Oaxaca Protesters Fear Major Police Crackdown
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Oaxaca Protesters Fear Major Police Crackdown
by Diego Cevallos
MEXICO CITY - Thousands of local residents, teachers and social activists in the front line of a historic movement against local authorities in the capital of the southern Mexican state of Oaxaca are preparing to resist a police operation they believe may be imminent.
"Our companions are very tense. We demand that force should not be used, nobody wants blood in the streets," Florentino López, spokesman for the Popular Assembly of the People of Oaxaca (APPO), a variegated social movement bringing together radical and reformist trade unions and leftist political forces in the state, told IPS from Oaxaca, the state capital.
Sources close to President Vicente Fox's government told IPS that police plans are laid to put an end to the conflict, which has already lasted 129 days, after attempts failed at negotiation between APPO and representatives of state Governor Ulises Ruiz, who is accused of corruption and human rights abuses.
A police crackdown in Oaxaca "is not planned, but neither is it ruled out," said Interior Minister Carlos Abascal, who in the past few days has been meeting members of the business community, opinion leaders and church representatives to discuss the conflict.
López confirmed that the "peaceful resistance" movement's barricades in the centre of Oaxaca have been reinforced and extended since Monday, and that "many compañeros" have armed themselves with incendiary bombs, sticks and stones.
Meanwhile, on the outskirts of the city, the military and police presence has also been beefed up, according to various reports.
"The situation is explosive and could flare up at any time," Wilfredo Mayrén told IPS. A Catholic priest and coordinator of the diocesan Justice and Peace commission in the state of Oaxaca, he took part in a civilian commission that tried unsuccessfully to mediate in the conflict.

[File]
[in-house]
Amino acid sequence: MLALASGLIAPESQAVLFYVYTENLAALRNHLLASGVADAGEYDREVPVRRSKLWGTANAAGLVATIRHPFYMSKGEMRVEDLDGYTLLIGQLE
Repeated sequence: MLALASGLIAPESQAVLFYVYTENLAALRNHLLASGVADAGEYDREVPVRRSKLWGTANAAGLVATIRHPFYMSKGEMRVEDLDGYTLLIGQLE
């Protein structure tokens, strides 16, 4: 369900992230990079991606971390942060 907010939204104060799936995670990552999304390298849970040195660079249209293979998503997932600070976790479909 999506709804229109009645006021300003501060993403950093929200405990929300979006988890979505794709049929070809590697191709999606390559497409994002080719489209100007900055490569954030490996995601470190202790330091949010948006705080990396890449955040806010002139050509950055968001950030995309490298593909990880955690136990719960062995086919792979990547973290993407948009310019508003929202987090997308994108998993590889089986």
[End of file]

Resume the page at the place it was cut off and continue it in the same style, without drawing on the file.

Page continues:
The protests began in May, when the teachers' union in Oaxaca, Section 22 of the National Union of Education Workers, went on strike to demand better salaries.
But the growing protests, ignored by the state government, began to draw in other social groups with different grievances, leading to the emergence of APPO and demands that Governor Ruiz, of the Institutional Revolutionary Party (PRI), step down.
Mayrén interpreted the present situation as "the result of a cocktail that includes decades of repressive and corrupt governments, a great deal of poverty, and the emergence of authentic social organisations, but also some that are radical or corrupt, for whom social activism is a business."
In early September, some 15 armed guerrillas with their faces covered, who claimed to belong to six different insurgent groups, blocked a highway in the north of Oaxaca and distributed leaflets which praised APPO and warned that they might enter into action if the authorities responded violently to the social mobilisation.
But APPO publicly rejected any such threats. "All of the people should be involved in the struggle, but we reject armed activism, because it gives those in power the justification for a wave of repression," López told IPS at the time.
"We have differences with them (the purported guerrilla groups), and we believe that their presence does not benefit us, and that they should not intervene," he added.
Ruiz was elected in 2004 to a six-year term in what the opposition parties say were rigged elections, and is accused of acting in a tyrannical and repressive manner towards opponents and minorities.
But in the Senate, which could impeach Ruiz, he enjoys the support of lawmakers from both the PRI -- which ruled Mexico from 1929 to 2000 -- and the governing conservative National Action Party (PAN).
During the protests, as many as six people have been killed in violent incidents that have not been clarified, but which apparently involved irregular armed groups linked to the Ruiz administration and the police, according to human rights organisations. A number of demonstrators have also been arrested.
Three indigenous people were killed in August. And on Wednesday four others were injured in an ambush staged by unknown assailants against members of the Trique Movement of Unification and Struggle who were on their way to the state capital to join the APPO movement.